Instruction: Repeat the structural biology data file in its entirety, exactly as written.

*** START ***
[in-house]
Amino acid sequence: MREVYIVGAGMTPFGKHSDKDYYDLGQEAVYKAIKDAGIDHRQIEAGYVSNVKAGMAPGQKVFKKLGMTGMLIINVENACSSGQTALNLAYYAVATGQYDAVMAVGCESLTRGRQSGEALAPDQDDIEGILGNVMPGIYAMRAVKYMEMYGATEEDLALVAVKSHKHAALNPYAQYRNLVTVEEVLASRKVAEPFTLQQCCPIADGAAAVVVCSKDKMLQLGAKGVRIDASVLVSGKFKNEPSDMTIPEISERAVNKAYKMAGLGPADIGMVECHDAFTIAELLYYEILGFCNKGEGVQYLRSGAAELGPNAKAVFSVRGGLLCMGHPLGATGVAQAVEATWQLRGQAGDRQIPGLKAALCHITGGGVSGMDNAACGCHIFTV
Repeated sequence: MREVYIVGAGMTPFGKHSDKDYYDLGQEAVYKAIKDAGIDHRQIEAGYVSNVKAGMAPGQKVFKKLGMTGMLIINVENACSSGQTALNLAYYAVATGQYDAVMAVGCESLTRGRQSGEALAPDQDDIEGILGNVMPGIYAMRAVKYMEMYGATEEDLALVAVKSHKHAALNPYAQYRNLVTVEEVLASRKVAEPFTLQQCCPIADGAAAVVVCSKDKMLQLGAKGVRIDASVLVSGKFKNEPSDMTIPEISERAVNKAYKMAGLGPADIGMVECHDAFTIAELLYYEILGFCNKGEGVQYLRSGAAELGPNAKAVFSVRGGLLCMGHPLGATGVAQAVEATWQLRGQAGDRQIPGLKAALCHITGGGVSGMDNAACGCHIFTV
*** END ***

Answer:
[in-house]
Amino acid sequence: MREVYIVGAGMTPFGKHSDKDYYDLGQEAVYKAIKDAGIDHRQIEAGYVSNVKAGMAPGQKVFKKLGMTGMLIINVENACSSGQTALNLAYYAVATGQYDAVMAVGCESLTRGRQSGEALAPDQDDIEGILGNVMPGIYAMRAVKYMEMYGATEEDLALVAVKSHKHAALNPYAQYRNLVTVEEVLASRKVAEPFTLQQCCPIADGAAAVVVCSKDKMLQLGAKGVRIDASVLVSGKFKNEPSDMTIPEISERAVNKAYKMAGLGPADIGMVECHDAFTIAELLYYEILGFCNKGEGVQYLRSGAAELGPNAKAVFSVRGGLLCMGHPLGATGVAQAVEATWQLRGQAGDRQIPGLKAALCHITGGGVSGMDNAACGCHIFTV
Repeated sequence: MREVYIVGAGMTPFGKHSDKDYYDLGQEAVYKAIKDAGIDHRQIEAGYVSNVKAGMAPGQKVFKKLGMTGMLIINVENACSSGQTALNLAYYAVATGQYDAVMAVGCESLTRGRQSGEALAPDQDDIEGILGNVMPGIYAMRAVKYMEMYGATEEDLALVAVKSHKHAALNPYAQYRNLVTVEEVLASRKVAEPFTLQQCCPIADGAAAVVVCSKDKMLQLGAKGVRIDASVLVSGKFKNEPSDMTIPEISERAVNKAYKMAGLGPADIGMVECHDAFTIAELLYYEILGFCNKGEGVQYLRSGAAELGPNAKAVFSVRGGLLCMGHPLGATGVAQAVEATWQLRGQAGDRQIPGLKAALCHITGGGVSGMDNAACGCHIFTV